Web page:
Developers like Peabody carry enormous weight in Tempe—they and the City Council would rather not involve the public in their plans. Richard Dillon in a 2000 op-ed said: “Downtown Tempe is one big upside-down pyramid con.” He could not understand why corporations like America West Airlines had received decades of tax relief: “This strange, unholy alliance between the city and private business is mind-boggling … City bureaucrats talk like they work for the very corporations they are supposed to regulate.” (Arizona Republic, My Turn, Feb. 25, 2000 op-ed.)
The threat to the iconic Tempe Butte itself stemmed from the city’s relationship with MCW Holdings, a development corporation that proposed Hayden Ferry South, a 315,000 sq. ft. residential and retail development next to the Butte in 1997. By 2000 the proposal had morphed into a $200 million project covering over 11 acres, some of which would require bulldozing a slice of the western edge of the Butte. The tallest building would be 15 stories, featuring condos and a parking garage. The proposal, which had our City Council’s enthusiastic backing, drew opposition from a small group of determined residents. These grassroots activists named themselves “Friends of Tempe Butte.” In their efforts to engage the community, they noted the presence of petroglyphs, burial sites for Native Americans on the Butte, and the fact that Kit Carson was attacked by Indians there. US Senator Carl Hayden was born at the foot of the Butte.
Led by Randall Amster, Gail Martelli, and other determined residents, Friends of Tempe Butte proposed a land swap to avoid bulldozing the Butte. The group printed flyers, testified at meetings, wrote letters to the editor, and held a candlelight vigil that ended at a council meeting. Protesters created a giant ear for people to sign and circulated a petition that garnered over 2000 signatures. Although the effort got short shrift from Tempe planners and drew limited interest from council members, the developer eventually conceded to the land swap that would keep Tempe Butte intact.
The Butte’s fate continues to depend upon citizen activism.
The city eventually accepted a proposal of the Friends of Tempe Butte activists to designate the area as a preserve and protect it from future development. That’s good news but the Butte’s fate will continue to depend upon citizen activism. As recently as December 2023, Gail Martelli (now Graves), a 20-year veteran of the effort to save the Butte, appeared before the City Council to speak to the extreme neglect of the stairways, signage, and cleanliness of the Butte preserve.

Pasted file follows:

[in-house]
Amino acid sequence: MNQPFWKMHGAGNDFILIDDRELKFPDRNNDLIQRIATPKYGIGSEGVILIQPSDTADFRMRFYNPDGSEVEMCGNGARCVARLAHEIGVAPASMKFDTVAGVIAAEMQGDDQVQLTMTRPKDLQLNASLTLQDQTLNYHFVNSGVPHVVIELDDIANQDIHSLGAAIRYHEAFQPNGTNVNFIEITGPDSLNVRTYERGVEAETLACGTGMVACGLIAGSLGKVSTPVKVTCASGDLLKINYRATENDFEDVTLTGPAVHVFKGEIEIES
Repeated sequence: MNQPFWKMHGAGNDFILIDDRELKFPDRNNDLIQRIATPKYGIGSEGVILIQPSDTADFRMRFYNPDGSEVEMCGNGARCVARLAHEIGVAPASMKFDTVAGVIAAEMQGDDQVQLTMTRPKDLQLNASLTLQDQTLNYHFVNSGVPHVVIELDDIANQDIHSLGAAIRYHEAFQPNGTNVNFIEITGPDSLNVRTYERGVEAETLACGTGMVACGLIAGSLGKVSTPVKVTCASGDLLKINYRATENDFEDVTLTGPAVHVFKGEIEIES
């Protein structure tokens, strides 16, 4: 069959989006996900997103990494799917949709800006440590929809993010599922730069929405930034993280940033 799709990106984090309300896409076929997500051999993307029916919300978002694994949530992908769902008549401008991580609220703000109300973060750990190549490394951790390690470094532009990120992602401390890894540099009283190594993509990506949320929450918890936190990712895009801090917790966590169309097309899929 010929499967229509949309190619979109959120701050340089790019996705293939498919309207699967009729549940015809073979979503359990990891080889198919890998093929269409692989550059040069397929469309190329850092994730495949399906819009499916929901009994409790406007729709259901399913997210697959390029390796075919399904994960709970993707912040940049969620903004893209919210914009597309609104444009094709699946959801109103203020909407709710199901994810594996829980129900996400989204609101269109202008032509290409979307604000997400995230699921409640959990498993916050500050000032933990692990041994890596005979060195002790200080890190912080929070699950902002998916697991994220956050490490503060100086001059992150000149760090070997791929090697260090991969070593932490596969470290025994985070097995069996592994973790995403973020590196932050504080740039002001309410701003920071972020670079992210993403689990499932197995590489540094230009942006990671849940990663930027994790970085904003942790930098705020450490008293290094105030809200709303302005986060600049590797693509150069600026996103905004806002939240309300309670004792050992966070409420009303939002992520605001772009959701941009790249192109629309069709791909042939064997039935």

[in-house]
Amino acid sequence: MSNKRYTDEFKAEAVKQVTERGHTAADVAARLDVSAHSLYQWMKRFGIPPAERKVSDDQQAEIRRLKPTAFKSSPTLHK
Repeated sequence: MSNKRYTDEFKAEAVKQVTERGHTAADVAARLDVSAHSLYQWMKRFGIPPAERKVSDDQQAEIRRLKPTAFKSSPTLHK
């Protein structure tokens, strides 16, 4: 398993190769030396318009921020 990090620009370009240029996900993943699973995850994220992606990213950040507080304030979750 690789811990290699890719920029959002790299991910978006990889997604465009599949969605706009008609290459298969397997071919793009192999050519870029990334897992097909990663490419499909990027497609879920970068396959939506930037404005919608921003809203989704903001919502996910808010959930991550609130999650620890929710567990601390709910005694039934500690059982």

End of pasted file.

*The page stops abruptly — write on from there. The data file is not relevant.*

Why do Tempe’s city leaders so often seek to bypass the public in their eagerness to do developers’ bidding? Perhaps the basic problem is that developers are a regular presence at City Council meetings and generous donors to council candidate campaigns—campaigns that involve costly, at-large elections. Candidates need hefty war chests to run for office and developers are quick to provide cash. A district-wide election system would be much less expensive, but the Council has so far opposed that arrangement. Just as important, developers and many mayors and council members, past and present, promote a vision of Tempe as a highly urbanized, densely populated city with a central area capable of attracting multinational corporations. The fact that residents do not share this vision is likely to be ignored if deals can be negotiated outside of public view.
Tempe is lucky to have a resident like Gail Graves, who is willing to fight for a more livable, environmentally friendly vision of the city. As Gail argues: “There is no rule that we have to evolve into a big city…. The City Council should receive its direction from the citizens, not developers.” (Arizona Republic, March 7, 2000, My Turn: Tempe needs to listen to its residents.)
It doesn’t have to work that way—resident input matters
It’s a familiar story—the city negotiates with a developer, clandestinely at times, until they work out a contract—then it’s offered for public comment—which is very cordially ignored—followed by the Council’s vote to approve the deal. We at Tempe1st believe that it doesn’t have to work that way—resident input matters and our elected officials must be reminded to represent us, their constituents, or they will be voted out.